‘Basic income’ isn’t the ticket to a fairer society

Posted on February 14, 2021 in Social Security Policy Context

Source: — Authors:

TheStar.com – Opinion/Editorial

A new report out of British Columbia ought to drive the final nail in the coffin of a fatally flawed idea — the concept of a basic minimum income as a solution to many of the social ills that ail us.

Ought to, but of course won’t. A universal basic income is a tantalizing idea for many, mostly on the left but some also on the right, and it’s been given new life during the pandemic.

See how quickly the federal government could create the Canada Emergency Response Benefit (CERB) and hand out $500 a week to millions of people, goes the common thinking, without a lot of bureaucratic hassling and without (so far at least) any financial consequences?

Surely, it continues, a similar approach could be taken to abolishing poverty by raising everyone above a certain minimum income threshold? Let’s get on with it!

Anyone still of a mind to make that argument should take the time to read the voluminous (over 500 pages) report of the British Columbia Expert Panel on Basic Income.

This is no simplistic dismissal of an idea that’s been kicked around for literally centuries. The authors, three well-respected academics who delved as deeply into this subject as anyone has, weigh the concept of a basic income and find it wanting in key aspects.

Like all people of good will, they seek a more equitable and just society. They certainly share the goal of doing away with poverty. But they conclude that a basic income isn’t the best way to get there.

It isn’t just money, although that’s part of it. They put the cost of a basic income plan in B.C. alone at $52 billion a year, enough to double the provincial budget. Compared to that, they say, more targeted measures that would achieve similar results could be had for between $3.3 billion and $3.5 billion.

But beyond money, they argue, the fatal flaw in basic income concepts (and there are many, depending on who’s making the case) is that they treat everyone as essentially the same. If you make sure everyone gets at least, say, $2,000 a month, then problem solved: no one falls below the poverty line and you don’t need a complex and costly web of social programs.

That’s largely the reason why basic income, in some form or other, has attracted support over the years from some on the right, including, famously, the libertarian economist Milton Friedman. He saw it as a way to pare back bureaucracy and tame the burgeoning welfare state.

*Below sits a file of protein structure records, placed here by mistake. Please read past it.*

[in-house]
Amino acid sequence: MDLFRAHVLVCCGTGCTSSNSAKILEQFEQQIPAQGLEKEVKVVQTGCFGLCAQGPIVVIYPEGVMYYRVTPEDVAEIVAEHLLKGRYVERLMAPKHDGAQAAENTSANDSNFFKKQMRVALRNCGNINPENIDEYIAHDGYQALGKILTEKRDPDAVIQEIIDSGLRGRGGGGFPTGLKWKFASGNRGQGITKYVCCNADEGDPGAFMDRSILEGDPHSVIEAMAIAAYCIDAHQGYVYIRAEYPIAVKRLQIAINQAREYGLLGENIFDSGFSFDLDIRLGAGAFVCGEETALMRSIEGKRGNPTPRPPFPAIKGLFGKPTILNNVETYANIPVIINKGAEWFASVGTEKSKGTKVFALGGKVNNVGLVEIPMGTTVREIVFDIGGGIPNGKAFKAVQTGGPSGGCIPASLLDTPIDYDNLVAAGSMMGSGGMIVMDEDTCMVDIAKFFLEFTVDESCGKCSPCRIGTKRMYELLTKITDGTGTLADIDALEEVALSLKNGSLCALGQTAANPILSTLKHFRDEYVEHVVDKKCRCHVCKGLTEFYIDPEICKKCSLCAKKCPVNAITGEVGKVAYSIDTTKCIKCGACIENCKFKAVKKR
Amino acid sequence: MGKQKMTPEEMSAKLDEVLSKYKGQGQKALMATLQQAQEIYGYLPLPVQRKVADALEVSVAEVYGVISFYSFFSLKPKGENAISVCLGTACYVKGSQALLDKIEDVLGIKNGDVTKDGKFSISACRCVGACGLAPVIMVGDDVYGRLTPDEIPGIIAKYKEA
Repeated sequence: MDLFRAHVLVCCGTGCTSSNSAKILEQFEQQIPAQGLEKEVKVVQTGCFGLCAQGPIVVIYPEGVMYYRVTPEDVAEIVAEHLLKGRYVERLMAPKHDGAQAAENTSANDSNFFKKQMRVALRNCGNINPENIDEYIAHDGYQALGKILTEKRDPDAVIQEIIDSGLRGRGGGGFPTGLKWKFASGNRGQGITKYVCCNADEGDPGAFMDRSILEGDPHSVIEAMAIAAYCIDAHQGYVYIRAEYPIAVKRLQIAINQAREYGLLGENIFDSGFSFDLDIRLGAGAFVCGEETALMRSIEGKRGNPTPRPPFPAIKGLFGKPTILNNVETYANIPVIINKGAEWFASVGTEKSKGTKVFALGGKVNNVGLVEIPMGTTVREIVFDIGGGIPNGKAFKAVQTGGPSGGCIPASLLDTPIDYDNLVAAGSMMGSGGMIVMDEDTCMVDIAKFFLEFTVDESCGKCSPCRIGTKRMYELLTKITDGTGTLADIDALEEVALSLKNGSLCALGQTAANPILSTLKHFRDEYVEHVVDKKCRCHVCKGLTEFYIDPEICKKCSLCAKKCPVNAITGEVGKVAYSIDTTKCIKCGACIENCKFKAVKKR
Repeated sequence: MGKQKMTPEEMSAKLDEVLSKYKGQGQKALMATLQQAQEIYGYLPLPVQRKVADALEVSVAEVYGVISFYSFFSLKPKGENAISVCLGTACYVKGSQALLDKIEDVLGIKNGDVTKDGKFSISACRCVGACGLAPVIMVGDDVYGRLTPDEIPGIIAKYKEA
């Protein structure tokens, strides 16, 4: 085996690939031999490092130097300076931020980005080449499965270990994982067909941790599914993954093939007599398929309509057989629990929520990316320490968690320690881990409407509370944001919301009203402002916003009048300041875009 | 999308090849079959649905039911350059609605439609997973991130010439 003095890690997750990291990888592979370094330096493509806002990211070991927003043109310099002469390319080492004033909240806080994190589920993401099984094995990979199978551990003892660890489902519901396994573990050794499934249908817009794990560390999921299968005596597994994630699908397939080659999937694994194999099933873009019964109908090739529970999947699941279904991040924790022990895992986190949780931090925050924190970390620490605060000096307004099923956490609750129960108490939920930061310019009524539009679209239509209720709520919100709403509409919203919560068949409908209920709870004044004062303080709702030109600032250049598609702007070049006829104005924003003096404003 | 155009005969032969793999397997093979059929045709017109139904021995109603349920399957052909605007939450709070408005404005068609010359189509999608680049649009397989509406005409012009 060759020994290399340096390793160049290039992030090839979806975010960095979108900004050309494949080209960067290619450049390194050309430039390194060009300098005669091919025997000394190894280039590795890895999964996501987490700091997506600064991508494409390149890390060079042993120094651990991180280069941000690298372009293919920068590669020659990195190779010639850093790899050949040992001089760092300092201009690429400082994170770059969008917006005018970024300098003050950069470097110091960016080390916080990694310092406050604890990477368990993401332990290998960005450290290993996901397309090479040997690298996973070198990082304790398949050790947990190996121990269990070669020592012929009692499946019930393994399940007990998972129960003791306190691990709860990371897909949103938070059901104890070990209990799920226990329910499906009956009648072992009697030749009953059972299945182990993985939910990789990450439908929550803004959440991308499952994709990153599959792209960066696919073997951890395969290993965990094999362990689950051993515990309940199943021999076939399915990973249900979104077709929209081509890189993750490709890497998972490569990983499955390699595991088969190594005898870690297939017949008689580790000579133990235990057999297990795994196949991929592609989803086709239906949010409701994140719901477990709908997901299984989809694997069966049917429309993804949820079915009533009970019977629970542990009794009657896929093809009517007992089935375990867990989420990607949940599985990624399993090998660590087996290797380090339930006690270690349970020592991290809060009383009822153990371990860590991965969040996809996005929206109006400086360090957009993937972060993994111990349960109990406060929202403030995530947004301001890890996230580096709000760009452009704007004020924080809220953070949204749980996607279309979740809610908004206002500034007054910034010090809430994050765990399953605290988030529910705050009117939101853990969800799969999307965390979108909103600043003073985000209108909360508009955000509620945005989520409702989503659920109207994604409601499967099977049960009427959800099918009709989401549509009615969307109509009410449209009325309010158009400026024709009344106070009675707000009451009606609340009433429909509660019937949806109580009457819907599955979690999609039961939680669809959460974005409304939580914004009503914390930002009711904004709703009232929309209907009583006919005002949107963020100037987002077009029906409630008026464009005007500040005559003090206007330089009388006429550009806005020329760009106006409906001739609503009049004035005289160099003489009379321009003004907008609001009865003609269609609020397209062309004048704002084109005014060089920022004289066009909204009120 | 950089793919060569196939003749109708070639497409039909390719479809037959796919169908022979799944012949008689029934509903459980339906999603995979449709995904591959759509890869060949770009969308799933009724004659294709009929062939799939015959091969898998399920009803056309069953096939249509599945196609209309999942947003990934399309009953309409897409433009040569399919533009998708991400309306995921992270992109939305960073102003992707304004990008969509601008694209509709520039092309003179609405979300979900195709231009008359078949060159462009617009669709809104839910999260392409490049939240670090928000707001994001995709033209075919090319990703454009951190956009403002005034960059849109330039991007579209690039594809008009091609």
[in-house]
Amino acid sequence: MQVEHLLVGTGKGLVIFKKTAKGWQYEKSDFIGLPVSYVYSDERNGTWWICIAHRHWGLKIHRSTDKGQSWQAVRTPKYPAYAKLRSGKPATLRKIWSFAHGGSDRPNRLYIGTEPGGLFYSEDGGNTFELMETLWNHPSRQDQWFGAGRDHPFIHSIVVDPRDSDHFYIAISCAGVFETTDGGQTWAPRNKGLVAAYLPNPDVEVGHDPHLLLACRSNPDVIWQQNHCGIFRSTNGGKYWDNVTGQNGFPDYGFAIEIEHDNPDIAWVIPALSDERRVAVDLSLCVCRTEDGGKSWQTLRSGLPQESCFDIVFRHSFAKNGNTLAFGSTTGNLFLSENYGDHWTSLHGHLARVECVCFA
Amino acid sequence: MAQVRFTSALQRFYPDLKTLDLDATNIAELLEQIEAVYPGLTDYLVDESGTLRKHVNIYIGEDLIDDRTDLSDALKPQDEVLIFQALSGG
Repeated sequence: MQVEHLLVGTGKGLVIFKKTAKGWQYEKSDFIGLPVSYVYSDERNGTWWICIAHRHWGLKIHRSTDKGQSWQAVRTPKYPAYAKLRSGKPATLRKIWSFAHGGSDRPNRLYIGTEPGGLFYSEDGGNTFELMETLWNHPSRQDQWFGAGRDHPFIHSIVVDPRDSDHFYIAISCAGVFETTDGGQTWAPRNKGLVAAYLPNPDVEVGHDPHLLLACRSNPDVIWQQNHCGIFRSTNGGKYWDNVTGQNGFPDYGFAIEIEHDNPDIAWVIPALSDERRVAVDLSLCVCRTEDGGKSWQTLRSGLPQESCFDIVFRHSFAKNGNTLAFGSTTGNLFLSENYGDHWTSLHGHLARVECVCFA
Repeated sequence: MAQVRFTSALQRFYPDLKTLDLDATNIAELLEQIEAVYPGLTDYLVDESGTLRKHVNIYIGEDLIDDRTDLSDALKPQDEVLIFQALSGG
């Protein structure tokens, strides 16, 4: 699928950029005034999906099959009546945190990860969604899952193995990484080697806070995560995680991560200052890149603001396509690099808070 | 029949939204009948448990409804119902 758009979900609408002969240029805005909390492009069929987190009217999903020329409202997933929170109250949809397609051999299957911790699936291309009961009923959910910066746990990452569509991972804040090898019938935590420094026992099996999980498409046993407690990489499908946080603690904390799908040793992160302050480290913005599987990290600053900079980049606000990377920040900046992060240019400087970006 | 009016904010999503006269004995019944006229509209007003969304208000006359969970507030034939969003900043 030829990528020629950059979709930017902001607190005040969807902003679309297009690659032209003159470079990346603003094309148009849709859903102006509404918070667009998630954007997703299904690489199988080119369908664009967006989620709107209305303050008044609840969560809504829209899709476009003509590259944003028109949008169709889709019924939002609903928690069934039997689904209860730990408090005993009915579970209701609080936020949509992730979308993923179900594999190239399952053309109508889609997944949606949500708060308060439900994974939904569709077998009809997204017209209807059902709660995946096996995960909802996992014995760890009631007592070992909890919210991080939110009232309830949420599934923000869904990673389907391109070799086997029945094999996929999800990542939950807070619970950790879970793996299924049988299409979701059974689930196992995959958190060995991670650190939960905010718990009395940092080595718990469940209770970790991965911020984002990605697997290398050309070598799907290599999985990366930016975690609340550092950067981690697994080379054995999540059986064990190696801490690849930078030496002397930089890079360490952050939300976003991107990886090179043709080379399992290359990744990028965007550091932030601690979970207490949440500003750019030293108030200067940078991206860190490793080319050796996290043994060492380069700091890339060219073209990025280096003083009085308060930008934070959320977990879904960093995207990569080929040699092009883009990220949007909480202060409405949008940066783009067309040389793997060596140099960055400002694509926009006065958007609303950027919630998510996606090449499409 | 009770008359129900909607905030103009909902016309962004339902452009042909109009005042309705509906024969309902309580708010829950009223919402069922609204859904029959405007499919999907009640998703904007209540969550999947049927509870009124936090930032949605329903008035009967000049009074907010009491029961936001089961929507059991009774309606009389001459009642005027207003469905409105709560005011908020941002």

The problem, of course, is that people aren’t at all the same. And that argument should carry more weight these days, when we realize that equality and equity aren’t the same thing. Different people start from different places, and require different supports to achieve their potential.

The authors of the B.C. report put it like this: “The needs of people in this society are too diverse to be effectively answered simply with a cheque from the government.” Giving the same amount to everyone, regardless of their circumstances, emphasizes their personal autonomy, they continue, but at the expense of “community, social interactions, responsibility and dignity.”

More concretely, what sense does it make to give everyone the same amount when some already have property and some don’t? When some live with disabilities or other problems, and others don’t? When some live in areas with a high cost of living, and some can live quite well on a lot less?

All this can be worked out, but it would mean bringing back rules (and the bureaucracy to enforce them), thereby under-cutting the case for a simple basic income.

All of which is not to say that the status quo is fine. It certainly isn’t. The authors of the B.C. report make a powerful case for working towards greater equity (including less poverty) through smarter, targeted measures.

That makes a lot more sense than chasing the elusive goal of a one-size-fits-all basic income.


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